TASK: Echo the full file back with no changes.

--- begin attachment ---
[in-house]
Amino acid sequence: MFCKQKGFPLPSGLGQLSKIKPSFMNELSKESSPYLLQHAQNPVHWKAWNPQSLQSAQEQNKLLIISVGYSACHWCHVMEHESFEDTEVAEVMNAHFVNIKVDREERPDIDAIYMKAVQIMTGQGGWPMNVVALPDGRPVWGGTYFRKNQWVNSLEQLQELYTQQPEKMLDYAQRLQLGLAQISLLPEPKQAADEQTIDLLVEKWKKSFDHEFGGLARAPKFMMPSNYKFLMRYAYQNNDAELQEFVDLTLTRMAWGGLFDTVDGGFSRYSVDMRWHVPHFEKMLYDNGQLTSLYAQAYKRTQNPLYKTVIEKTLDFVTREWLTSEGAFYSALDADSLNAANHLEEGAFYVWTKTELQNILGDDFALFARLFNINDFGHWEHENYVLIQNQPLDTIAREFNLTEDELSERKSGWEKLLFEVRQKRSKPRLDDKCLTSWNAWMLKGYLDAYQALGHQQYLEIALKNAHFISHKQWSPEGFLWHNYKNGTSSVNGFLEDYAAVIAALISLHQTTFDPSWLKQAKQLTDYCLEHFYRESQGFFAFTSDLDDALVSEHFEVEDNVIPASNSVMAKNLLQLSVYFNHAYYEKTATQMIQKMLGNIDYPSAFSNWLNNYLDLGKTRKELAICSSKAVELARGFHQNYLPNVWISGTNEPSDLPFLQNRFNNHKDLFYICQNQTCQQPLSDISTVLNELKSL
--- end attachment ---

[in-house]
Amino acid sequence: MFCKQKGFPLPSGLGQLSKIKPSFMNELSKESSPYLLQHAQNPVHWKAWNPQSLQSAQEQNKLLIISVGYSACHWCHVMEHESFEDTEVAEVMNAHFVNIKVDREERPDIDAIYMKAVQIMTGQGGWPMNVVALPDGRPVWGGTYFRKNQWVNSLEQLQELYTQQPEKMLDYAQRLQLGLAQISLLPEPKQAADEQTIDLLVEKWKKSFDHEFGGLARAPKFMMPSNYKFLMRYAYQNNDAELQEFVDLTLTRMAWGGLFDTVDGGFSRYSVDMRWHVPHFEKMLYDNGQLTSLYAQAYKRTQNPLYKTVIEKTLDFVTREWLTSEGAFYSALDADSLNAANHLEEGAFYVWTKTELQNILGDDFALFARLFNINDFGHWEHENYVLIQNQPLDTIAREFNLTEDELSERKSGWEKLLFEVRQKRSKPRLDDKCLTSWNAWMLKGYLDAYQALGHQQYLEIALKNAHFISHKQWSPEGFLWHNYKNGTSSVNGFLEDYAAVIAALISLHQTTFDPSWLKQAKQLTDYCLEHFYRESQGFFAFTSDLDDALVSEHFEVEDNVIPASNSVMAKNLLQLSVYFNHAYYEKTATQMIQKMLGNIDYPSAFSNWLNNYLDLGKTRKELAICSSKAVELARGFHQNYLPNVWISGTNEPSDLPFLQNRFNNHKDLFYICQNQTCQQPLSDISTVLNELKSL